If you’re visiting for the first time after reading my guest post over at No More Bacon, welcome! If not, the back story to this post is over there, so go read that and come back.
Time to face the facts; I’m afraid. While my fears run the gamut from fairly common (snakes) to the never-seen-outside-of–my-biological-family-but-still-totally-justifiable (foam), I’d like to focus on my biggest; fear of the unknown.
I’m afraid that I’ll never get back to a place where running doesn’t hurt. I’m not talking about running endlessly and nothing ever aching. I could just do without the sudden burning pain from hip to knee, combined with nerve tinglies in my calf. Then there is that breath-taking experience of my knee buckling. Repeatedly. Followed by the two days of hobbling, the possibility of my left butt cheek going numb from the position my leg is in when I drive…
All real experiences. All things I am afraid I will experience again. At a deeper level, I’m afraid that by choosing running to be my form of therapy I have counted my proverbial chickens before they have completed their (extremely weird) outer uterine embryonic development. I don’t have a good way to ease the pressure of my demons without it.
I know we’re supposed to pursue things that we find challenging. That is how we grow. I really like growing. I love learning. But. But. But. I also see the wisdom in the Einstein quote that I already used in Part I of this saga. So where does that leave me? How do I know when to hold ‘em and when to fold ‘em? How many times will I make the same bet and lose before I walk away?
I can’t answer those questions. All I know is that I can’t take the “what-ifs”. It will drive me insane. So even though logically I understand the gambler’s fallacy, I can hope that just this once, the story ends differently.
There is no clear line as to when you go from pursuing something that doesn’t come naturally to you (determination) and move into banging your head against a wall (stupidity). While I loathe comparisons drawn between childbirth and anything else (same goes for comparing the brain to any sort of machine, but I digress), I am comfortable with applying a lesson learned from childbirth to running.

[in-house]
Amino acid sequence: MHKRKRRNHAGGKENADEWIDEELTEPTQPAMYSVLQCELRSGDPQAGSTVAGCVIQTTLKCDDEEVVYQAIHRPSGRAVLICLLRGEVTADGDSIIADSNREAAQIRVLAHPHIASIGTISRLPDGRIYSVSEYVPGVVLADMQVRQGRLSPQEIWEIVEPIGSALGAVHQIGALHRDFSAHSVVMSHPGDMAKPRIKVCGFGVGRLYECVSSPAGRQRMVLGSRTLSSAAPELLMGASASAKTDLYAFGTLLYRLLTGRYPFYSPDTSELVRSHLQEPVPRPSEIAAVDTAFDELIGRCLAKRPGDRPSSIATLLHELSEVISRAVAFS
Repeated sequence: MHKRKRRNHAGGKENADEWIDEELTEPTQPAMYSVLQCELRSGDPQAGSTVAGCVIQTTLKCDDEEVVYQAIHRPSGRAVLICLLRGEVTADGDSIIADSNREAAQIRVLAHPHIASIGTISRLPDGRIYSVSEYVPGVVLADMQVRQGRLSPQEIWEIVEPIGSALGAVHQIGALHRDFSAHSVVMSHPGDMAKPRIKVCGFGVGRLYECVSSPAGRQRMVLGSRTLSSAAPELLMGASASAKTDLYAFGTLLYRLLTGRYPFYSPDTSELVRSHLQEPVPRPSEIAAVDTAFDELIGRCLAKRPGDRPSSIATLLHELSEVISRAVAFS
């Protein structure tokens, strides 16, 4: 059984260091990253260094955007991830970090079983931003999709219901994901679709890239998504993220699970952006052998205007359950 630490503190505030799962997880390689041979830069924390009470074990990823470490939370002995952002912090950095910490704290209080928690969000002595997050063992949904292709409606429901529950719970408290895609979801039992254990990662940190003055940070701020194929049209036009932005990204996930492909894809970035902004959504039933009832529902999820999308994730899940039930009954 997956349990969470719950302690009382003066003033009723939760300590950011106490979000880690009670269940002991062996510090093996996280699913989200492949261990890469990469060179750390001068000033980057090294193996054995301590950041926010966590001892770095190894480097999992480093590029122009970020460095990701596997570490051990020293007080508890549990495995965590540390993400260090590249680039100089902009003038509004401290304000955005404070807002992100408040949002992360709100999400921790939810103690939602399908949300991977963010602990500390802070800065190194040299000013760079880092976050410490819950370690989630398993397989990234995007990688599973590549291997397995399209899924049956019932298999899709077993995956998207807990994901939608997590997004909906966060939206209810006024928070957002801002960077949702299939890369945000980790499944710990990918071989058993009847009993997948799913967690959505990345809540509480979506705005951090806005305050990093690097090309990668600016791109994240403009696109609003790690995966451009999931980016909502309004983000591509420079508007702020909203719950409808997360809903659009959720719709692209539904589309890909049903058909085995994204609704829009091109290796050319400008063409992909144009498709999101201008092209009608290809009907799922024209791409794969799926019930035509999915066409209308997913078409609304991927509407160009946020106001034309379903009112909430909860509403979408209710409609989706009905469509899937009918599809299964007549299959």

Near the end of a pregnancy, women become consumed by the thought “Is this it? Is this labor?” Every. single. twinge. becomes monumental. Then, everyone she knows who has already given birth tells her the same, excruciatingly annoying thing “You’ll know.” Or even worse, “You’ll just know.” (The ‘just’ makes it condescending.)
May I choke on my tongue if I ever say that to a pregnant friend.
As frustrating as that non-answer might be, it is so right. When it happens for real, it’s incredibly obvious.
I’m applying that same principle to my running. As of yet, there have been no clear signs that I should give up running. For the sake of transparency, the signs I’m willing to accept are as follows: animals speaking to me to warn me against running (I’m talking multiple species & plain English here), the sudden growth of gills on my neck (this would imply I should go back to swimming), or having sinkholes opening up under me as I run (it would have to happen at least 3 times for me to believe it was more than coincidence and they would have to be large to house-swallowing).
So, yes. I am afraid. My fear doesn’t define me, and it won’t hold me back. I acknowledge it, accept it and now I’m ready to move forward.